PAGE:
Defending champion Griffins kick off new season aiming for a repeat

Courtney Zajac, left, Sydney Thomlison and Shanya Shwetz pose with the trophy and banner after knocking off the SAIT Trojans last March to claim the Griffins' first ACAC Championship since 2008 (Nick Kuiper photo).
Courtney Zajac, left, Sydney Thomlison and Shanya Shwetz pose with the trophy and banner after knocking off the SAIT Trojans last March to claim the Griffins' first ACAC Championship since 2008 (Nick Kuiper photo).

Jefferson Hagen / MacEwan Athletics

EDMONTON – Lindsay McAlpine has a fair amount of experience being a part of a team that's starting a season with a target on their backs.

The MacEwan Griffins women's hockey head coach was a part of five national championship University of Alberta Pandas hockey teams as a player.

When her defending ACAC champion Griffins open the 2017-18 season with a home-and-home series against Red Deer College on Thursday (7 p.m., at RDC) and Friday (7 p.m., Downtown Community Arena), they would do well to lean on her advice.

"I think the biggest thing in the women's game is not focusing on that end result; we've got to get there first," she said of the game-by-game process. "But also, I think the confidence and the mental aspect of (being the defending champs) – you can use to your advantage. If we come into the rink confident knowing we're the team to beat, I think that will actually help us, rather than letting the other team set the tone of the game."

MacEwan will unveil the Griffins' 2016-17 championship banner in a pre-game ceremony on Friday before the team moves forward on a new campaign.

With the majority of their roster back, bolstered by a small, but stellar, recruiting class, the window for another Griffins' championship is very much wide open.

"I think our girls would be disappointed if we didn't put ourselves in contention for a championship again," said McAlpine, who is the reigning ACAC coach of the year. "That being said, I know that we're the team to beat now. I think it's always harder to stay on top than it is to get there for the first time.

"What's nice for me as a coach is I can start off kind of where we finished. We've got to reset with some our tactical game and make adjustments to the plan, but you can kind of start from where you finished and just build off of what that was."

The Griffins lost only three players from last year's championship squad – Courtney Zajac, Hannah Kostiuk and Jenna Thompson. That means the likes of MVP goalie Sandy Heim, playoff MVP forward Morgan Casson and captain Sydney Thomlison, among other major contributors, are back in the fold.

Casson, who scored the golden goal that clinched the title for MacEwan in Game 4 of the ACAC Championship at SAIT last March, is hurt at the moment and won't be in the lineup this weekend, but she's a player McAlpine is expecting big things from.

"Morgan Casson finished off on a very high note for us in the playoff run and second half of the season," she said. "She's a player I'd put some pressure on to be as successful as the previous year."

Also looking very strong through the Griffins' eight-game preseason slate was Jessi Rampton, who is thriving in a move to centre.

"I think she'll be a player to watch for," said McAlpine. "She's become dangerous both offensively and defensively. We've put her in the centre role. I think she's going to impact the game a lot from there."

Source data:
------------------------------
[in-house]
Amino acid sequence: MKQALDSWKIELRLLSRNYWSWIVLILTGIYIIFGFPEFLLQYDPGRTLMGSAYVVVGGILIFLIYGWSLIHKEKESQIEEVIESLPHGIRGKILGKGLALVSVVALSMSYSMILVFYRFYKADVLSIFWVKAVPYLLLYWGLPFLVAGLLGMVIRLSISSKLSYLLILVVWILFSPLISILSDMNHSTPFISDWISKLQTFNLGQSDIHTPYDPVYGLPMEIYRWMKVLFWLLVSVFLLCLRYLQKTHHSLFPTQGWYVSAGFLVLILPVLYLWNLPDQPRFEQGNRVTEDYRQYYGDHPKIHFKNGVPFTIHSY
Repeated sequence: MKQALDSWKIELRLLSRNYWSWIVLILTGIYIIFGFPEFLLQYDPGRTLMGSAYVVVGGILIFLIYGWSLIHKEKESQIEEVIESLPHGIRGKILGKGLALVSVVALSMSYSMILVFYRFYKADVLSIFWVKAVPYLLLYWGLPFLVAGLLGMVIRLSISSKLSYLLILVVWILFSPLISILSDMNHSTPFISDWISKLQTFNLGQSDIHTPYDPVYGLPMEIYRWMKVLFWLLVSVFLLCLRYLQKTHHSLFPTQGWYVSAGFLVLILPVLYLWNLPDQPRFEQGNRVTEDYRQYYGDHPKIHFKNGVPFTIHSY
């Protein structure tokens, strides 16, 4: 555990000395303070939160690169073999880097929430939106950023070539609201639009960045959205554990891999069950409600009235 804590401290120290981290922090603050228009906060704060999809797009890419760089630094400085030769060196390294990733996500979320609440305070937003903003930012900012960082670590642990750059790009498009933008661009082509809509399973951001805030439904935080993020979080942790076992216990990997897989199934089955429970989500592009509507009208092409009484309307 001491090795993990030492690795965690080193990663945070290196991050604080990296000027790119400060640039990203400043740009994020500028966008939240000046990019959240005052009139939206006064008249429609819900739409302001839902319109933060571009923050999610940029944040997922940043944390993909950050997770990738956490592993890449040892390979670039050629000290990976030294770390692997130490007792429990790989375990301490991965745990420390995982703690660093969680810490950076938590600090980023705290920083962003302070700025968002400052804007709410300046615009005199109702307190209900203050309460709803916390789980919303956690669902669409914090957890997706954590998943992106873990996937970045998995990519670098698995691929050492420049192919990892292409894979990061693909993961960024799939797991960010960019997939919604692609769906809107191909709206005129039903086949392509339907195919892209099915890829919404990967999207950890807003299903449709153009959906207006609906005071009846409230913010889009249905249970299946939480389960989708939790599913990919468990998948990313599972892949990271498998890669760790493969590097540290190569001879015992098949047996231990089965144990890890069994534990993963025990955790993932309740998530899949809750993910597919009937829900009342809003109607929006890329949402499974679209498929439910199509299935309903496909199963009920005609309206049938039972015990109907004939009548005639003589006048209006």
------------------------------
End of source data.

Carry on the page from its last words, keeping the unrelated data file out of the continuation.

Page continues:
On defence, sophomore Kyrelle Skoye has played her way into a top-four role.

"She's a player that for me last year was a fifth to seventh D – she was fighting for a spot in the lineup," said the coach. "But she really surged in the second half of the year and picked up where she finished last year."

A few rookies in McAlpine's recruiting class are also ready to make an immediate impact.

Rookie goaltender Natalie Bender played Midget AAA in St. Albert before suiting up in the Alberta junior female hockey league last season with Fort Saskatchewan.

"I think she'll definitely push Sandy in the role that she's in," said McAlpine of the multi-sport athlete who represented Alberta in softball at the Canada Summer Games in Winnipeg.

"She just has a great team energy with a willingness to learn."

Defenceman Tessa Mitchell was the captain of Lloydminster's Midget AAA entry last season and looks to already have a spot on one of the Griffins' powerplay units.

"She has a big powerful shot for us," said McAlpine. "Arguably one of the strongest shots on our team. She's really deceptive – plays an offensive defenceman role, so she'll be a player to watch for us."

Keely Vachon helped the St. Albert Slash win the Canadian Midget AAA women's championship in 2016-17.

"She's a defensively-minded defenceman – very good on the body, smart positionally, great first pass," said the coach. "So she'll be someone we're looking to as a steady go-to defenceman."

Forward Amanda Murray out of the Edmonton Pandas Midget AAA program has a shot at playing regular minutes on a veteran roster.

"(Amanda's) come in and kind of solidified a role as a third-fourth line centre," said McAlpine.  "She's a good two-way centre, so she plays a good offensive game. I'm expecting to hopefully have her create a little offence as she grows into that role."

Red Deer's Beth Taylor brings so much speed that she reminds McAlpine of a player they had last year.

"The most comparable player to her would be Courtney Zajac in terms of speed," she said. "She's a good fore-checking forward, a more defensively-minded forward."